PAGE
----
OTTAWA/TORONTO, Feb 10 (Reuters) - Craig McIntosh's company exports half of what its Canadian plastics factories produce, so he should be rejoicing in the Canadian dollar's slide to a four-year-low. But he's not.
The chief executive officer of Acrylon Plastics, which made the plastic parts in the children's play set on the White House south lawn, says his business is suffering from President Barack Obama's policy of encouraging American firms to open factories at home.
McIntosh's operation also relies more on imported raw materials than it did 10 years ago, meaning costs rise more than in the past when the Canadian dollar slips.
While McIntosh believes the weaker currency will ultimately be a help, the inability of exporters like him to benefit more from the soft currency and improving U.S. demand has surprised many forecasters.
Tiff Macklem, senior deputy governor at the Canadian central bank, said on Friday it was "a bit of a puzzle" why exports were not picking up along with the economic recovery.
Canadian exporters struggling to grow sales blame low-cost Asian competition, a more global supply chain and stiffer competition from U.S. rivals to serve the giant U.S. market.
"The aggressive in-shoring has created a very unleveled playing field," said McIntosh, citing wage subsidies, location payments, free buildings and property tax breaks for some U.S. manufacturers.
"There is also pressure on our customers to purchase from an American-based plant ... We have to work much harder to win business versus a U.S.-based competitor."
McIntosh said his company recently bought a plant in the United States to help deal with this trend.
Obama has set a goal of creating 1 million manufacturing jobs during his second term. Economists question how successful the sector will be in "onshoring" jobs from abroad but note that on average, productivity has improved at a faster pace in the United States than in Canada.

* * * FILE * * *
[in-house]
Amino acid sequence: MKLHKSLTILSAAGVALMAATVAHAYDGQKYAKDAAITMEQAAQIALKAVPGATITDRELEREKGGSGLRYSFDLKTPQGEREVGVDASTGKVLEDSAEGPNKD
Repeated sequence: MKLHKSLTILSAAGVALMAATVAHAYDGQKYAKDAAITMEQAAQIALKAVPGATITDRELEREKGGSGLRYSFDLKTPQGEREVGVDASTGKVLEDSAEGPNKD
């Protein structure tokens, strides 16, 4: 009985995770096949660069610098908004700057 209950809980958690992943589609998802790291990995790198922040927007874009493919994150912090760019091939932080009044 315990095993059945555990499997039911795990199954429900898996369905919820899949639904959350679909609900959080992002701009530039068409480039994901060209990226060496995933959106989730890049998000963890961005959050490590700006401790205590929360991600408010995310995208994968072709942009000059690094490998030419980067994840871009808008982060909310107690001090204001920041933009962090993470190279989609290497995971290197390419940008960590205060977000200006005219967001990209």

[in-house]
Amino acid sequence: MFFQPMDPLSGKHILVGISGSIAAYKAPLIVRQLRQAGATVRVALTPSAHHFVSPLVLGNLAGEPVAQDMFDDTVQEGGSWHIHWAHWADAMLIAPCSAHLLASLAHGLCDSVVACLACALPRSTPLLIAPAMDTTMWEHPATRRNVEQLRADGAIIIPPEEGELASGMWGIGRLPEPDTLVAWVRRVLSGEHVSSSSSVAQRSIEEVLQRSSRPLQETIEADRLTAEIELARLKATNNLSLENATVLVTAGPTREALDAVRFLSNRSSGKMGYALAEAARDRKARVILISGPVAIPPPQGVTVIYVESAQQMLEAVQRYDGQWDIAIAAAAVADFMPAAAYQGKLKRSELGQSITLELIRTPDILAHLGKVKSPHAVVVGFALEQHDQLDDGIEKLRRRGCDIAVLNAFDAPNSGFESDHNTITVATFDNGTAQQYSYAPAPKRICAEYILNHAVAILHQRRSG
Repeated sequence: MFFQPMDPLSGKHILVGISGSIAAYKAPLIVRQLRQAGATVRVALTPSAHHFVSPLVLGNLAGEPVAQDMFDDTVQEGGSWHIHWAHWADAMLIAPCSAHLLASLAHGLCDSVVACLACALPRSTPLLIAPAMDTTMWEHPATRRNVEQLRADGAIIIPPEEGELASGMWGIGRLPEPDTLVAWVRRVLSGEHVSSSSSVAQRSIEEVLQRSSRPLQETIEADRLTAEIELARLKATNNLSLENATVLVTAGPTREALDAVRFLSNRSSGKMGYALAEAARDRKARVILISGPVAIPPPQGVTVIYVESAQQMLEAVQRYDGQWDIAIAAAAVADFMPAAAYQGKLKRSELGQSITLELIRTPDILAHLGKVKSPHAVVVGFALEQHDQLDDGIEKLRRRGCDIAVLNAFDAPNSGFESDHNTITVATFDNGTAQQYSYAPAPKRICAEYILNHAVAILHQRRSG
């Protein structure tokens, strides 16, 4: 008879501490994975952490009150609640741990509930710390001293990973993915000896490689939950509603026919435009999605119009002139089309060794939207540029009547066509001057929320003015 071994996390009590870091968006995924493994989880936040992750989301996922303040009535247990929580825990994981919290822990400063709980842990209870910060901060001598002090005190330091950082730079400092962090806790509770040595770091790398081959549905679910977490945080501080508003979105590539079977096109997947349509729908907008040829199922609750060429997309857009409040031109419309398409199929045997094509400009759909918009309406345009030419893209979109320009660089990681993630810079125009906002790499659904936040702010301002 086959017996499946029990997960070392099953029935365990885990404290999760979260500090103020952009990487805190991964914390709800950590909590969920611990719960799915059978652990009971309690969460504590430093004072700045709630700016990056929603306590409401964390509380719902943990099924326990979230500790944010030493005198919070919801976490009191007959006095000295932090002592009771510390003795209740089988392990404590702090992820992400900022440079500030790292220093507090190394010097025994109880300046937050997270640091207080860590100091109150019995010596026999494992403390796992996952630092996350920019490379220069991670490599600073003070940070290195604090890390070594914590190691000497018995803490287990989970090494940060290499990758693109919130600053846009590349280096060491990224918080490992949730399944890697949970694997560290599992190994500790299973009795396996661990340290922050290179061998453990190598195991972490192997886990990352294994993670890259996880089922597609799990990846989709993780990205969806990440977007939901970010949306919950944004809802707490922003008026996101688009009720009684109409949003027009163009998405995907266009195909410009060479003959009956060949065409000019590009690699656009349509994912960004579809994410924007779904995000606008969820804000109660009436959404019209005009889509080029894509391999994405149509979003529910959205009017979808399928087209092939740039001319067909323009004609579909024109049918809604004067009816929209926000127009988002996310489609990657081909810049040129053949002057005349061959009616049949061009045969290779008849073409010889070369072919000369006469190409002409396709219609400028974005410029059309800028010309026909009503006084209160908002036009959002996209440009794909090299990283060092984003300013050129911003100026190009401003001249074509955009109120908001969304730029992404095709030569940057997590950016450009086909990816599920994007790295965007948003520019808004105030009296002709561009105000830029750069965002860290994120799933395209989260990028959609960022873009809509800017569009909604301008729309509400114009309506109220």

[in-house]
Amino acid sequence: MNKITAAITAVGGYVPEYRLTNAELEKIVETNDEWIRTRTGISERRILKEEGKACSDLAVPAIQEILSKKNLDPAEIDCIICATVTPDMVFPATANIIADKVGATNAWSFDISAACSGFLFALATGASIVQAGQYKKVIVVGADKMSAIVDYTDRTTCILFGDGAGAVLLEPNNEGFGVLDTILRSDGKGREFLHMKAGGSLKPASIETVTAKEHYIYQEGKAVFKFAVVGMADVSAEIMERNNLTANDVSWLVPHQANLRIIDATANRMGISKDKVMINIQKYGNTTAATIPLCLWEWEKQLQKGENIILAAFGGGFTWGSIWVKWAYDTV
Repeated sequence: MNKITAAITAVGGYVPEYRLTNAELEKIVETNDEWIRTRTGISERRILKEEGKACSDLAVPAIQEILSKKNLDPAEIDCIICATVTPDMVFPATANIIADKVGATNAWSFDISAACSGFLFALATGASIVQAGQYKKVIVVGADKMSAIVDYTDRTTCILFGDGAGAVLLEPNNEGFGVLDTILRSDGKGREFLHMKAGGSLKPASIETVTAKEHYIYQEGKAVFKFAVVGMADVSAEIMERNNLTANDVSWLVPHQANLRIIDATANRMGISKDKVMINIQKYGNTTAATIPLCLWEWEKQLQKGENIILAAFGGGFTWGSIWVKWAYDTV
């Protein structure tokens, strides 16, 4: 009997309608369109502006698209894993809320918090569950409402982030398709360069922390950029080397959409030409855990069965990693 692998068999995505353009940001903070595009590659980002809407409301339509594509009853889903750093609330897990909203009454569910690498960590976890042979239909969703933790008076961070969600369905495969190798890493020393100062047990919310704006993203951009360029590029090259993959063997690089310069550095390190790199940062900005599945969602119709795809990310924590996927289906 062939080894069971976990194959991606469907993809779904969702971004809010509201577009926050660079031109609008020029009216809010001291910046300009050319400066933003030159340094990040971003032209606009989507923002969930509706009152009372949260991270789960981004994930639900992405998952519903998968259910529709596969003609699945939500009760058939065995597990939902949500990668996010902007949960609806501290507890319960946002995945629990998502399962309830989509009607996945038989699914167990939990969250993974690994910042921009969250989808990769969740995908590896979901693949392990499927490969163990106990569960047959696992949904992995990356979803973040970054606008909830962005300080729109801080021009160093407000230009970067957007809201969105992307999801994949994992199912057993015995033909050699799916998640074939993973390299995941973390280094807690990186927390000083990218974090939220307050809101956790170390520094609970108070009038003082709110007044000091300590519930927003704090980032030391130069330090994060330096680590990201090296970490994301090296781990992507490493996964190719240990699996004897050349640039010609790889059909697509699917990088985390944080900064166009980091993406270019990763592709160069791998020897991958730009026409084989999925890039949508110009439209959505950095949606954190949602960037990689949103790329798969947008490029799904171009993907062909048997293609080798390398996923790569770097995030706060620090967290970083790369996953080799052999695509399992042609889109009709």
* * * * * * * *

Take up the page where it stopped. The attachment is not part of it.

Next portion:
This means the value of a U.S. worker's output per hour has increased more quickly than it has in Canada, helping to make U.S. companies more competitive.
CHALLENGING DECADE FOR EXPORTERS
Canadian exporters have had a challenging decade. The currency climbed from a value of 62 U.S. cents in 2002 to trade at parity for much of 2012. More recently it slipped to almost 89 U.S. cents as a worrying drop in inflation prompted more dovish language by the central bank.
While exporters welcome the respite, they say increasingly global supply chains have dampened some of the benefit.
Exporters of manufactured goods imported about 42 percent of their supplies in 2010, the latest available data show. For the high-tech and automotive sectors, the ratio is above 50 percent.
McIntosh said the higher costs can show up quickly. "What used to cost me one dollar six months ago now costs me a dollar and 11 cents," he said. "We hurt."
Many exporters are also seeing more robust competition from Asia and other low-costs markets to serve the coveted U.S. market.
Mark Zimney, whose company Promation makes tooling and robotics systems for automakers like Honda and Toyota, now has to compete with a South Korean rival that moved into the U.S. market while Zimney was focusing on domestic business.